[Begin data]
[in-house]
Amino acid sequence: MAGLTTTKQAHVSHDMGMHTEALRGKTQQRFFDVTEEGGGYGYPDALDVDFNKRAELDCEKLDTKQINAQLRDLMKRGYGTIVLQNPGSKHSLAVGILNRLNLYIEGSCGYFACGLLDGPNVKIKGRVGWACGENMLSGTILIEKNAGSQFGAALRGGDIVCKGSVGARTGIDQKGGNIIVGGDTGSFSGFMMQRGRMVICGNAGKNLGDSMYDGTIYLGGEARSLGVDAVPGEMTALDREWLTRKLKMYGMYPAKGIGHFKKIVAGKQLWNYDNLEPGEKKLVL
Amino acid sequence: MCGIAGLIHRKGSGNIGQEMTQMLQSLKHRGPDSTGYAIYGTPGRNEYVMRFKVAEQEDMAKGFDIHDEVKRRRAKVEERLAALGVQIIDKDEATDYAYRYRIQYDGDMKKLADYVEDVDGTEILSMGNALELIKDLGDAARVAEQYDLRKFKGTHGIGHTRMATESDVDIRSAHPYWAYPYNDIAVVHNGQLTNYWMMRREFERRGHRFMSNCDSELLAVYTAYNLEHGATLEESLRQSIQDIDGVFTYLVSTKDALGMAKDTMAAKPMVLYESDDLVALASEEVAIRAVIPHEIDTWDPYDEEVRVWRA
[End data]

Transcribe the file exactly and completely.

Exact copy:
[in-house]
Amino acid sequence: MAGLTTTKQAHVSHDMGMHTEALRGKTQQRFFDVTEEGGGYGYPDALDVDFNKRAELDCEKLDTKQINAQLRDLMKRGYGTIVLQNPGSKHSLAVGILNRLNLYIEGSCGYFACGLLDGPNVKIKGRVGWACGENMLSGTILIEKNAGSQFGAALRGGDIVCKGSVGARTGIDQKGGNIIVGGDTGSFSGFMMQRGRMVICGNAGKNLGDSMYDGTIYLGGEARSLGVDAVPGEMTALDREWLTRKLKMYGMYPAKGIGHFKKIVAGKQLWNYDNLEPGEKKLVL
Amino acid sequence: MCGIAGLIHRKGSGNIGQEMTQMLQSLKHRGPDSTGYAIYGTPGRNEYVMRFKVAEQEDMAKGFDIHDEVKRRRAKVEERLAALGVQIIDKDEATDYAYRYRIQYDGDMKKLADYVEDVDGTEILSMGNALELIKDLGDAARVAEQYDLRKFKGTHGIGHTRMATESDVDIRSAHPYWAYPYNDIAVVHNGQLTNYWMMRREFERRGHRFMSNCDSELLAVYTAYNLEHGATLEESLRQSIQDIDGVFTYLVSTKDALGMAKDTMAAKPMVLYESDDLVALASEEVAIRAVIPHEIDTWDPYDEEVRVWRA